Increasing or reducing taxes is an important topic of political dispute. Public opinion about taxes is highly relevant for the legitimacy of the welfare state, because the provision of social benefits and services depends on the willingness of the citizenry to pay for them. Whereas previous studies analysed societies’ ‘average’ opinion about taxes, this study examines the variety of tax opinions in Dutch society in relation to different individual factors. Applying latent class analysis on 2006 ISSP data, this study finds that a substantial part of the Dutch respondents is content with the current distribution of taxes among different income groups. About half of the respondents demand more progressive tax structures, and a smaller group of individuals is highly critical about the tax level in general. Differences in these opinions are explained by factors such as household income, political affiliation, social trust and education. People with low social trust, who do not vote, or are right wing affiliated, criticise the level of all taxes. Highly educated, middle or right wing voters are content with the distribution of taxes, while people with a left wing orientation and lower incomes would like to see a more progressive distribution of tax burdens.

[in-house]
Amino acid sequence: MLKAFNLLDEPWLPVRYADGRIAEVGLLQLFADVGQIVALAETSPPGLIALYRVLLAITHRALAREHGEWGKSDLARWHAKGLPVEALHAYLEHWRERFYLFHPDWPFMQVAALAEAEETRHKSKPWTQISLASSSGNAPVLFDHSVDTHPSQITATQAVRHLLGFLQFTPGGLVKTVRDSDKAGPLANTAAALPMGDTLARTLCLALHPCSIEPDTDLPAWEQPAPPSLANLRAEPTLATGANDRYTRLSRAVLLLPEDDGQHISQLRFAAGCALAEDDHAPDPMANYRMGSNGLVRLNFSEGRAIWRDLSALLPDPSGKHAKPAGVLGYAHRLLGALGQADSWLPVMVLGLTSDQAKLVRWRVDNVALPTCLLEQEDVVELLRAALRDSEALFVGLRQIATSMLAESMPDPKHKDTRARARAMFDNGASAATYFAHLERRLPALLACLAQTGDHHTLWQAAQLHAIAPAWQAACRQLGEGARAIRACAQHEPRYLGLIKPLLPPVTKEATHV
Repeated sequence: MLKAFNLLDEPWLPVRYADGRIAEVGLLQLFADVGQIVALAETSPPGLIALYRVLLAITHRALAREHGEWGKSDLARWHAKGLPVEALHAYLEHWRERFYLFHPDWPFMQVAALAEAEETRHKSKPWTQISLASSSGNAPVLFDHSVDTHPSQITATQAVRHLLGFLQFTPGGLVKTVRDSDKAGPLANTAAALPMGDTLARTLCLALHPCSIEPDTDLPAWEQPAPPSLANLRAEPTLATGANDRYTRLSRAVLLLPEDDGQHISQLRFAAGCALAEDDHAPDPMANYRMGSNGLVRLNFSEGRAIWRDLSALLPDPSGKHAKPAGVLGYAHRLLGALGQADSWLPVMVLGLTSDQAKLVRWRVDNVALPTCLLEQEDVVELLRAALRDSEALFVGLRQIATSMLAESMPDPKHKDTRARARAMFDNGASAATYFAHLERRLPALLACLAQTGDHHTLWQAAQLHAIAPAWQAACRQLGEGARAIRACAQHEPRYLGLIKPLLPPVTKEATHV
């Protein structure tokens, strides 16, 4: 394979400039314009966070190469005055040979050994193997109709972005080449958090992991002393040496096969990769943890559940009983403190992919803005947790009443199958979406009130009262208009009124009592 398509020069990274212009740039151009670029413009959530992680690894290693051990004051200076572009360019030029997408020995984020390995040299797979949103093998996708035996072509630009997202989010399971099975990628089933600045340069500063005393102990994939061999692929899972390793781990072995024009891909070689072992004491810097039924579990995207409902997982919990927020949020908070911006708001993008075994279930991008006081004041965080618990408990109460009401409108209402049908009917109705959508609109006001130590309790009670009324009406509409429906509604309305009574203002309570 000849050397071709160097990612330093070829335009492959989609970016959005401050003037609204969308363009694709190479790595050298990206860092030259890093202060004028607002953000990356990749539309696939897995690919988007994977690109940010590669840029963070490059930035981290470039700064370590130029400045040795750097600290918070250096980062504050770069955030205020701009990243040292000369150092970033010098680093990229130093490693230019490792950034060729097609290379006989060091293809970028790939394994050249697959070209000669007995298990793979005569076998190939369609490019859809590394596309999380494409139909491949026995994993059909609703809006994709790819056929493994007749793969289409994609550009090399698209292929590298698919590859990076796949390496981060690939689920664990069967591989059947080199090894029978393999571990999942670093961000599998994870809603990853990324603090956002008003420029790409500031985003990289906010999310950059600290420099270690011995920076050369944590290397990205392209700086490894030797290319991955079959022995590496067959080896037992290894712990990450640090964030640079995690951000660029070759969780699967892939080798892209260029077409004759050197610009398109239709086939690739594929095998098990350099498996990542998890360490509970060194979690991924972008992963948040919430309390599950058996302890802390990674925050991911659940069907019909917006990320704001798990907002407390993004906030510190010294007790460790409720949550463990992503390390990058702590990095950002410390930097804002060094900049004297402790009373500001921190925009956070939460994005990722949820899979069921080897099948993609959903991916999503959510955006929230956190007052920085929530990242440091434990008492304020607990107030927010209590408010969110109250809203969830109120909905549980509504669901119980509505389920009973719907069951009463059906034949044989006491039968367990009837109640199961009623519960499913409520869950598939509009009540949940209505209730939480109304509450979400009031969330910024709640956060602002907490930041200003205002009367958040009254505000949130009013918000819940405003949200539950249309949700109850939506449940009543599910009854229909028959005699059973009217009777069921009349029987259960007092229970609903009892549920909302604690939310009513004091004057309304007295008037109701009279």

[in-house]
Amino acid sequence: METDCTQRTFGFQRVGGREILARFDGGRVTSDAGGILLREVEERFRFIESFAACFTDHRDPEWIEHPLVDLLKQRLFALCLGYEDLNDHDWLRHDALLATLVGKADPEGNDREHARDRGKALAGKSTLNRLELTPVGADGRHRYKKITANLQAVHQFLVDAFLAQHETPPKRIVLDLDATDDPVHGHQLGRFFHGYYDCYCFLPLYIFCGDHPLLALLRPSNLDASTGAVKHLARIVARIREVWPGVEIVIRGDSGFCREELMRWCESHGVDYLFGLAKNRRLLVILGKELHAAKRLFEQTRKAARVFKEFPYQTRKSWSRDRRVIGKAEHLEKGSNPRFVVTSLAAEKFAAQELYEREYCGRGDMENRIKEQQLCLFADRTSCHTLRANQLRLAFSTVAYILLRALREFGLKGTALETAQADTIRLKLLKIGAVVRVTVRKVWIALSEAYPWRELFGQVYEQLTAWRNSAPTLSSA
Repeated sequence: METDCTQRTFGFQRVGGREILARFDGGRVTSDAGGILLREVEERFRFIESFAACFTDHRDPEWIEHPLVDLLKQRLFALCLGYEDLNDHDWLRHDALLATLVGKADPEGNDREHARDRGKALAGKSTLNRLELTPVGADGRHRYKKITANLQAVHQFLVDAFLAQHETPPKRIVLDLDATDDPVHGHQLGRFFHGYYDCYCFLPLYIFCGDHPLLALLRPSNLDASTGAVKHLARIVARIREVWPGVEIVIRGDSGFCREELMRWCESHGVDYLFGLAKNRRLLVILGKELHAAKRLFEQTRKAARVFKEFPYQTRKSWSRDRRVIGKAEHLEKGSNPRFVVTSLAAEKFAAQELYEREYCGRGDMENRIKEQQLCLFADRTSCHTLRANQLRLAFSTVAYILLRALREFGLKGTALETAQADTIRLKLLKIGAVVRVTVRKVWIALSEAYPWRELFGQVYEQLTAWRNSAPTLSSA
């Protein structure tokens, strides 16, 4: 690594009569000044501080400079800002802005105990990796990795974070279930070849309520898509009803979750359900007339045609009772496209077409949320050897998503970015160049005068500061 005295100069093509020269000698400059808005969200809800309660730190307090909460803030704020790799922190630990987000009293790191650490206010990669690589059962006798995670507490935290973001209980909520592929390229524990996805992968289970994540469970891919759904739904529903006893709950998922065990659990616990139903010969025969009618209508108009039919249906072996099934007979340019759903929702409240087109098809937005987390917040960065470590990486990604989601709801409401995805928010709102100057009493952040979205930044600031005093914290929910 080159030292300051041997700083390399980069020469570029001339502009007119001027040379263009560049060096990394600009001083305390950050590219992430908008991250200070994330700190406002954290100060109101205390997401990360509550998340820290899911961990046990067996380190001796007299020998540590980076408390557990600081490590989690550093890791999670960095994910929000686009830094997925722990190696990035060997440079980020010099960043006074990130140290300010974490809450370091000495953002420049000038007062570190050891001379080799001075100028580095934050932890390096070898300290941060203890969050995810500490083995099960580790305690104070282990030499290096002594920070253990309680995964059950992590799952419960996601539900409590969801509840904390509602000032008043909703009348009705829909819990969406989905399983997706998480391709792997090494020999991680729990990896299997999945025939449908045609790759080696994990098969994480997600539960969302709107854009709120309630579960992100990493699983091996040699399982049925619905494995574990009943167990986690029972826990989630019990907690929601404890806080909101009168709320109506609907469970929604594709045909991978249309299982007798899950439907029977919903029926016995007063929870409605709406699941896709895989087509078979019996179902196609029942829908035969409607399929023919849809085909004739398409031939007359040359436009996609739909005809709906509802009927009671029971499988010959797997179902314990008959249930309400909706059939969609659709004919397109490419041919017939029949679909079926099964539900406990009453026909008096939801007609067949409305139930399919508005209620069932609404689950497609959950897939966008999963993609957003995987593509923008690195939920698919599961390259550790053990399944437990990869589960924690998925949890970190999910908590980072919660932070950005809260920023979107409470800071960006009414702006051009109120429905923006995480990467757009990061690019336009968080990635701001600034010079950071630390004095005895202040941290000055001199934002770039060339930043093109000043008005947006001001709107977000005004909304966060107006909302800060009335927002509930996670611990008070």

|Publication status||Published - 1 Oct 2015|